Spoke Threadlocker

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Why a threadlocker

While a very strong quality wheel can be built with nothing but a light oil on the threads of the spokes, the differences when using a threadlocker are noticed well into the lifetime of the wheel. The advantages of using a threadlocker will be seen on both road and mountain wheels.

In time and with use, the oil that was initially on the spoke threads during the build will disipate and wash away. The resulting bare interface between stainless steel and aluminum or brass is able to corrode. This corrosion will work to lock the nipple in place, causing a rounded nipple face when an adjustment is attempted. This is especially noticable in coastal areas with a large about of salt and moisture in the environment. Threadlocker prevents corrosion in the thread by filling the gaps. The result is a fastener that requires the same brakeaway torque in several years as was needed hours after the build.

Among the many examples of this I can readily give is one where several road wheels that I had build in the early 1990's were due for new rims in 2005. These wheels had been build with very light spokes and aluminum nipples. When the wheels were build, only oil was used on the threads of the spokes. When I attempted to remove the nipples to swap in the new rims, the nipples were all frozen solid. I ended up having to cut out the spokes and replace them all in the new build. This would not have happened if a threadlocker had been used.

In the event that a rim must be ridden without a tire (blown sidewall or irreparable flat), the rim is cycled and abused in a way completely out of line with how the system was designed to be used. In this case, the rim changes shape quite a bit compared to with a tire and air. If mearly tension is used to keep the nipples of the spokes in place, this cycling of the shape will periodically release this tension, allowing the nipple to rotate and the wheel to slowly start to fall apart. This reduces the ride time available in a situation like this. A treadlocker will help the nipple stay in place even when tension is released dramatically over thousands of cycles.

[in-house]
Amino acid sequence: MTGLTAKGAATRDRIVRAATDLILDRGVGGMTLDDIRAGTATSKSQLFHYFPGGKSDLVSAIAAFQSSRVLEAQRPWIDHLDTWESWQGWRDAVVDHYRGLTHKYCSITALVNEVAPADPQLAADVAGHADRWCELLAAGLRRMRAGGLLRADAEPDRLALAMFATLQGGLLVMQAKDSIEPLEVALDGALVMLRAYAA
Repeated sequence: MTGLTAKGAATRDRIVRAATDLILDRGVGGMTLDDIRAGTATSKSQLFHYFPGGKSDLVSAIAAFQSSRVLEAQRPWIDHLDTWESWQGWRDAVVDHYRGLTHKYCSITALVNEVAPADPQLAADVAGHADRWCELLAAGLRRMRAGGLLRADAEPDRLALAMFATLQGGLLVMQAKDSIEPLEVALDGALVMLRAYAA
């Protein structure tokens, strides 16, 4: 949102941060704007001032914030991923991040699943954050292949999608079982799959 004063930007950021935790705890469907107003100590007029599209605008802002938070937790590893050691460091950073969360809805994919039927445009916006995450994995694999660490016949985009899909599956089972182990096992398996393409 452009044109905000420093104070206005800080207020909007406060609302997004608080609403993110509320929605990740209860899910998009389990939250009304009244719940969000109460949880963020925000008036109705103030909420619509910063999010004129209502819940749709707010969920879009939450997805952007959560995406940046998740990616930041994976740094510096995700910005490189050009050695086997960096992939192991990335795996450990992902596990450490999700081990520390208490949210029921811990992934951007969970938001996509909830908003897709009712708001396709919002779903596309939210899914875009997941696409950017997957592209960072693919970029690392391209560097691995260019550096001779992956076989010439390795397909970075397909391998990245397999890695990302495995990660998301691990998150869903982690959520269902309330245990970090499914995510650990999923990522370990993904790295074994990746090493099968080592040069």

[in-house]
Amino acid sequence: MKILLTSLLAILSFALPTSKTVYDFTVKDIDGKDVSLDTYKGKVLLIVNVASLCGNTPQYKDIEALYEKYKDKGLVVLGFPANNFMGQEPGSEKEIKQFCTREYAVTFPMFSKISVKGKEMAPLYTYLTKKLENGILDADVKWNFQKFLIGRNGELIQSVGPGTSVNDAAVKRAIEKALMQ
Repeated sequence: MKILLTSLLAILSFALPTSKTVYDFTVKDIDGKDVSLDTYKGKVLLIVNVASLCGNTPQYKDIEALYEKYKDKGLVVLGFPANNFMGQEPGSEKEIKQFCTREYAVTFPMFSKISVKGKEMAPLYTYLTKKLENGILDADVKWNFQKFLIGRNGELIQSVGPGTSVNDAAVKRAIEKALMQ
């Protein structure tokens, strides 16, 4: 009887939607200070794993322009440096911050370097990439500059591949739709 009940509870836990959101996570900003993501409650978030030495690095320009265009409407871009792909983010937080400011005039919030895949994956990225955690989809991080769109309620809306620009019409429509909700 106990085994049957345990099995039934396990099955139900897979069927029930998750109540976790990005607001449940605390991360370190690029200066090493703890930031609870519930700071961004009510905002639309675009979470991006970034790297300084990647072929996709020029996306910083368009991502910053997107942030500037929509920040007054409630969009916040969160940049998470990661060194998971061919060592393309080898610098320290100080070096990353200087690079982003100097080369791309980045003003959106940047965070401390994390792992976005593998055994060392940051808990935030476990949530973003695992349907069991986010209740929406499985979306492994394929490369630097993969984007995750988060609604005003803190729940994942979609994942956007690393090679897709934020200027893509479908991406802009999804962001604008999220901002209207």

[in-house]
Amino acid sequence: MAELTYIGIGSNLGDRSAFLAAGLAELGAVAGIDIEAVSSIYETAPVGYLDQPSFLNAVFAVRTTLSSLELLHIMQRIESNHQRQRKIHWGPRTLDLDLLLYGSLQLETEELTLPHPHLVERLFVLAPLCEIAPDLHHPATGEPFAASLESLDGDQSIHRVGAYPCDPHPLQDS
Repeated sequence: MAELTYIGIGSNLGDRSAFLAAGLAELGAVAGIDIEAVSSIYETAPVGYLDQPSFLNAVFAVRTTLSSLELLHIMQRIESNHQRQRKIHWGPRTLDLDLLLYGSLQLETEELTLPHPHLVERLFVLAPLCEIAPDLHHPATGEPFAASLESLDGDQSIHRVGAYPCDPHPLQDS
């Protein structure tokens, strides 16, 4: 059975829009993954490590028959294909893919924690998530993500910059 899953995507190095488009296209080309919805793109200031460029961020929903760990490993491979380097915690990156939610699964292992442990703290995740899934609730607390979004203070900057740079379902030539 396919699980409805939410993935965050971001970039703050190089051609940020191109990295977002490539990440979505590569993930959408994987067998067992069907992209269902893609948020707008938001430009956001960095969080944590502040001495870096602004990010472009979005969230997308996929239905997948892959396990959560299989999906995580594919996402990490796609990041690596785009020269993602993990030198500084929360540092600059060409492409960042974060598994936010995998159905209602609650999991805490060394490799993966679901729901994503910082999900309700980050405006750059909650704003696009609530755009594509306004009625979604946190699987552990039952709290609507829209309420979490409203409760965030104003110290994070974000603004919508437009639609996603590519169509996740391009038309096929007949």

This was experienced by me first hand back in 1996 when I blew a sidewall 12 miles into the San Juan Mountains outside Durango, CO. After putting a 3 inch slash accross the sidewall of my tire, I was forced to ride the rear rim over that 12 miles of singletrack to get to the closest road. This was back when I was still using oil on spoke threads. As I rode, I experienced the wheel slowly loosen up, wobble out, and eventually shatter. I got to the road just as the wheel had broken into two peices but was still rolling.
Recently, while racing the 2006 Downiville Downhill, after double flatting with only one tube, I was forced to ride my front rim through the lower 1/3 of the course. The wheel was ridden as hard as possible since it was race conditions. The difference with this wheel was that the nipples were mounted using Loctite 242. Amazingly, the wheel held up fine and was evenly perfectly true when checked after the finish line.


These are two cases that may not be considered when most people talk about the need for threadlocking spokes. Experience means a whole lot when this topic comes up.

Threadlocker Etiquette